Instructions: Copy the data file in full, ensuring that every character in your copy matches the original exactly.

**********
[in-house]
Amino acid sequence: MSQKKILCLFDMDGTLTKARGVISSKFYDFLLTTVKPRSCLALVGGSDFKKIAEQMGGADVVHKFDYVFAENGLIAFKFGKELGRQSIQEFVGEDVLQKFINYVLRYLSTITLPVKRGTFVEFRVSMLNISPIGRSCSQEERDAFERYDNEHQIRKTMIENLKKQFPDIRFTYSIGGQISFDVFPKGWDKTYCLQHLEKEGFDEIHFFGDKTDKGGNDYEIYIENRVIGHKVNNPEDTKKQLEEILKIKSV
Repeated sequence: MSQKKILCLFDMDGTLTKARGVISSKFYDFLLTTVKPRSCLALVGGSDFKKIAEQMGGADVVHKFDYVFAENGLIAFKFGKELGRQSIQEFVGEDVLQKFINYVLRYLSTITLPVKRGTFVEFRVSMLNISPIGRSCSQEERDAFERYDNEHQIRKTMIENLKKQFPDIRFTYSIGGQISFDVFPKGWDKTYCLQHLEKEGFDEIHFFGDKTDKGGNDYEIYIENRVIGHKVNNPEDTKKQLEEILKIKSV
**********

[in-house]
Amino acid sequence: MSQKKILCLFDMDGTLTKARGVISSKFYDFLLTTVKPRSCLALVGGSDFKKIAEQMGGADVVHKFDYVFAENGLIAFKFGKELGRQSIQEFVGEDVLQKFINYVLRYLSTITLPVKRGTFVEFRVSMLNISPIGRSCSQEERDAFERYDNEHQIRKTMIENLKKQFPDIRFTYSIGGQISFDVFPKGWDKTYCLQHLEKEGFDEIHFFGDKTDKGGNDYEIYIENRVIGHKVNNPEDTKKQLEEILKIKSV
Repeated sequence: MSQKKILCLFDMDGTLTKARGVISSKFYDFLLTTVKPRSCLALVGGSDFKKIAEQMGGADVVHKFDYVFAENGLIAFKFGKELGRQSIQEFVGEDVLQKFINYVLRYLSTITLPVKRGTFVEFRVSMLNISPIGRSCSQEERDAFERYDNEHQIRKTMIENLKKQFPDIRFTYSIGGQISFDVFPKGWDKTYCLQHLEKEGFDEIHFFGDKTDKGGNDYEIYIENRVIGHKVNNPEDTKKQLEEILKIKSV